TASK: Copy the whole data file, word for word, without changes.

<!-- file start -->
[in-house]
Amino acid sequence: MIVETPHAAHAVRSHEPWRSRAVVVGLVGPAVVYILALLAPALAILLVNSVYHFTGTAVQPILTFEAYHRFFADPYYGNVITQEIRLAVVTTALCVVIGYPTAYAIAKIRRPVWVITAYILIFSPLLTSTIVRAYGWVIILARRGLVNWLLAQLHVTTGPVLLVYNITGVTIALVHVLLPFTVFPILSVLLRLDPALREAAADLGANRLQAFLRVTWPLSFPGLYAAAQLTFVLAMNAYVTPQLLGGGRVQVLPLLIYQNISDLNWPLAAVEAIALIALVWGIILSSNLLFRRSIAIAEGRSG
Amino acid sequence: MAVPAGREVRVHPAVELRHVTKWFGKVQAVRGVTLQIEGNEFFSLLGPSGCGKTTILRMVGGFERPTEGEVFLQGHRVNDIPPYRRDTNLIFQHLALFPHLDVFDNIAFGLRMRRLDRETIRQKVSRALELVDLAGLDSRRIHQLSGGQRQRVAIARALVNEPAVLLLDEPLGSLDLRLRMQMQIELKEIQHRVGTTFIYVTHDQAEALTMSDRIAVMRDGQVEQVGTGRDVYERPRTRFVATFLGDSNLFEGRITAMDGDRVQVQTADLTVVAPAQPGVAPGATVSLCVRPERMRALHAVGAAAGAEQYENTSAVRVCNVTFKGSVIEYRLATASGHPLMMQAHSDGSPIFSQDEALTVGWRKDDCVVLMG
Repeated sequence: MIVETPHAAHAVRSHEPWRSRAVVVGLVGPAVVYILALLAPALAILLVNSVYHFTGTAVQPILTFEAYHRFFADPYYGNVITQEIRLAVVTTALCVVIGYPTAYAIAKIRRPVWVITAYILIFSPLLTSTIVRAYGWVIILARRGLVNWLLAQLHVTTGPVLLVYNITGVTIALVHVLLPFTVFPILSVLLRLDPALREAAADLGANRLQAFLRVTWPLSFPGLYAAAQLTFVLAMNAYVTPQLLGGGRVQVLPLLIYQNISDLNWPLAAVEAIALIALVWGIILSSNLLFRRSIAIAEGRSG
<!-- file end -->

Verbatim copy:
[in-house]
Amino acid sequence: MIVETPHAAHAVRSHEPWRSRAVVVGLVGPAVVYILALLAPALAILLVNSVYHFTGTAVQPILTFEAYHRFFADPYYGNVITQEIRLAVVTTALCVVIGYPTAYAIAKIRRPVWVITAYILIFSPLLTSTIVRAYGWVIILARRGLVNWLLAQLHVTTGPVLLVYNITGVTIALVHVLLPFTVFPILSVLLRLDPALREAAADLGANRLQAFLRVTWPLSFPGLYAAAQLTFVLAMNAYVTPQLLGGGRVQVLPLLIYQNISDLNWPLAAVEAIALIALVWGIILSSNLLFRRSIAIAEGRSG
Amino acid sequence: MAVPAGREVRVHPAVELRHVTKWFGKVQAVRGVTLQIEGNEFFSLLGPSGCGKTTILRMVGGFERPTEGEVFLQGHRVNDIPPYRRDTNLIFQHLALFPHLDVFDNIAFGLRMRRLDRETIRQKVSRALELVDLAGLDSRRIHQLSGGQRQRVAIARALVNEPAVLLLDEPLGSLDLRLRMQMQIELKEIQHRVGTTFIYVTHDQAEALTMSDRIAVMRDGQVEQVGTGRDVYERPRTRFVATFLGDSNLFEGRITAMDGDRVQVQTADLTVVAPAQPGVAPGATVSLCVRPERMRALHAVGAAAGAEQYENTSAVRVCNVTFKGSVIEYRLATASGHPLMMQAHSDGSPIFSQDEALTVGWRKDDCVVLMG
Repeated sequence: MIVETPHAAHAVRSHEPWRSRAVVVGLVGPAVVYILALLAPALAILLVNSVYHFTGTAVQPILTFEAYHRFFADPYYGNVITQEIRLAVVTTALCVVIGYPTAYAIAKIRRPVWVITAYILIFSPLLTSTIVRAYGWVIILARRGLVNWLLAQLHVTTGPVLLVYNITGVTIALVHVLLPFTVFPILSVLLRLDPALREAAADLGANRLQAFLRVTWPLSFPGLYAAAQLTFVLAMNAYVTPQLLGGGRVQVLPLLIYQNISDLNWPLAAVEAIALIALVWGIILSSNLLFRRSIAIAEGRSG